The San Juan has turned on and may be the best destination this week. The best report came from the main channel of the San Juan (clear water) where over 200 bass were caught on Friday April 7th.  Morning fishing is not as good as that found in the afternoon as water warms from the 50s to the 60s.
Striper fishing continues to shine near Glen Canyon Dam from boats and shore. Those walking down to the lake from the Chains parking lot are catching as many fish as they can carry up the hill. Schools move in and out so as one spot slows another heats up.  It is a trough choice to decide to move to follow the school or to wait in a good spot until the school returns.
The clear water striper cohorts are still hanging out in the back of clear water canyons and can be caught on small lures that are trolled or cast or small spoons dropped down to the magic depth of 20-35 feet.  Good striper fishing reports continue to come from Navajo Canyon, Warm Creek, Labyrinth, Face, Padre, Last Chance and Rock Creek. I would feel confident in catching stripers and bass in any of the canyons between Rock Creek and the Escalante.  I think the pattern is quite solid.  I would look for water between 30 and 70 feet deep and start trolling and graphing to find fish.  Small stripers are in shallow water eating plankton but will hit a small pointer or flicker shad. Larger striper are also eating plankton and holding at 30-35 feet. They will swim up to attack a small lure on the surface.  Once that big school is found, drop small spoons (less than 2 inches) with a feather tied to the hook into the school. Retrieve it slowly and irregularly through the school for a quick bite.  Fly guys with sinking line would have a ball with these schools now seen holding in many canyons.
Walleye are still hit and miss but will respond better in late April and then be the best fish to chase in May.
So many fish – So little Time!

Lake Powell Fish Report – April 11, 2017

Lake Elevation: 3598

Water Temperature: 53-57F

By: Wayne Gustaveson    http://www.wayneswords.com

Spring warming was delayed a bit with air temperature a bit cooler than predicted last week. With runoff roaring down the Colorado River, Lake Powell is rising rapidly and will soon top 3600 MSL.  Most bass and crappie have not spawned yet due to cool weather.  That is great news for the future bass fishery.  Both bass and crappie need brushy cover for newly hatched young fish to survive in big numbers. A later spawn and higher lake level will increase bass and crappie survival for future years.

lbermanlmbBass will spawn for sure during the next two weeks. Sight fishing for bass on beds will be limited due to rising water but water clarity at mid lake is still quite clear making bass nests visible.  Just remember that once a nest site is chosen, male bass will try to use that same nest site for the next 6 weeks as bass spawn numerous times from late April to May 15th. The nest gets deeper and less visible each day.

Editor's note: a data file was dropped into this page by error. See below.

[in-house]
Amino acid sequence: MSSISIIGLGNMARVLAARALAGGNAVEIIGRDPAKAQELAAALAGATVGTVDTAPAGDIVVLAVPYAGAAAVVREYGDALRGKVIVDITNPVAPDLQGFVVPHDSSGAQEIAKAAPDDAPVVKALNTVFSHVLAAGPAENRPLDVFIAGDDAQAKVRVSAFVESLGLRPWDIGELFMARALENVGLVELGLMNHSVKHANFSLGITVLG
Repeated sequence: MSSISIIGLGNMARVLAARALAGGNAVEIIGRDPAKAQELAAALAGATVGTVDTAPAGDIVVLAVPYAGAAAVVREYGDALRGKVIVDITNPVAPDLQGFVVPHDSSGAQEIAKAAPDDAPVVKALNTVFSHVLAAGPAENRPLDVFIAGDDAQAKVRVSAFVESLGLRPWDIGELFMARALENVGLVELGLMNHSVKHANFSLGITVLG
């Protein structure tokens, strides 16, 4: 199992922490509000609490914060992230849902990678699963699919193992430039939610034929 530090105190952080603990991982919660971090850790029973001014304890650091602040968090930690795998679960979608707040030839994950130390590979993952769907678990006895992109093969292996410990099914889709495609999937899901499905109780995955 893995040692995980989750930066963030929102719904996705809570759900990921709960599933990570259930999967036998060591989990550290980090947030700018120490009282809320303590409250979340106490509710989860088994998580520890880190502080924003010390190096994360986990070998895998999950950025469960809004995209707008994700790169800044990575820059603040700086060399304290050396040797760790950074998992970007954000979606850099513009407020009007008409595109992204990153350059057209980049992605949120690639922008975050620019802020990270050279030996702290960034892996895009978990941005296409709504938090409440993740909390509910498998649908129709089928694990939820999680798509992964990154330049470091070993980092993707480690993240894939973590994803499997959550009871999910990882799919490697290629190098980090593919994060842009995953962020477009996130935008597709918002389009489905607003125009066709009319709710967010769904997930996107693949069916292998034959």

With that said, bass fishing reports over the weekend were excellent despite windy weather. Winning weight at the Yamamoto Bass Tournament at Bullfrog over the weekend was over 30 pounds for 10 bass. Fishing was best in warmer water with finesse baits like Senkos fished slowly along rocky structure from 10-25 feet.                                                                         Luke Berman with his largest bass ever

Reports from the Escalante to the San Juan were great with willing bass and crappie found on main canyon rocky structure where water clarity was 5-10 feet deep. Best fishing depth was 10-25 feet. The most productive lures were Yamamoto shad shaped worms fished on a drop shot rig. 

The San Juan has turned on and may be the best destination this week. The best report came from the main channel of the San Juan (clear water) where over 200 bass were caught by three anglers on Friday April 7th.  Morning fishing is not as good as that found in the afternoon as water warms from the 50s to the 60s. 

Striper fishing continues to shine near Glen Canyon Dam from boats and shore. Those walking down to the lake from the Chains parking lot are catching as many fish as they can carry up the hill. Schools move in and out so as one spot slows another heats up.  It is a tough choice to decide to move the boat and follow the school or to wait in a good spot until the school returns. Both seem to work equally well.

andrewThe clear water striper cohorts are still hanging out in the back of clear water canyons and can be caught on small lures that are trolled or cast or small spoons dropped down to the magic depth of 20-35 feet.  Good striper fishing reports continue to come from Navajo Canyon, Warm Creek, Labyrinth, Face, Padre, Last Chance and Rock Creek. I would feel confident in catching stripers and bass in any of the canyons between Rock Creek and the Escalante.  I think the pattern is quite solid.  I would look for water between 30 and 70 feet deep and start trolling and graphing to find fish.  Small stripers are in shallow water eating plankton but will hit a small pointer or flicker shad. Larger striper are also eating plankton and holding at 30-35 feet. They will swim up to attack a small lure on the surface.  Once that big school is found, drop small spoons (less than 2 inches) with a feather tied to the hook into the school. Retrieve it slowly and irregularly through the school for a quick bite.  Fly guys with sinking line would have a ball with these schools now seen holding in many canyons. 

Walleye are still hit and miss but will respond better in late April and then be the best fish to chase in May. 

So many fish – So little Time!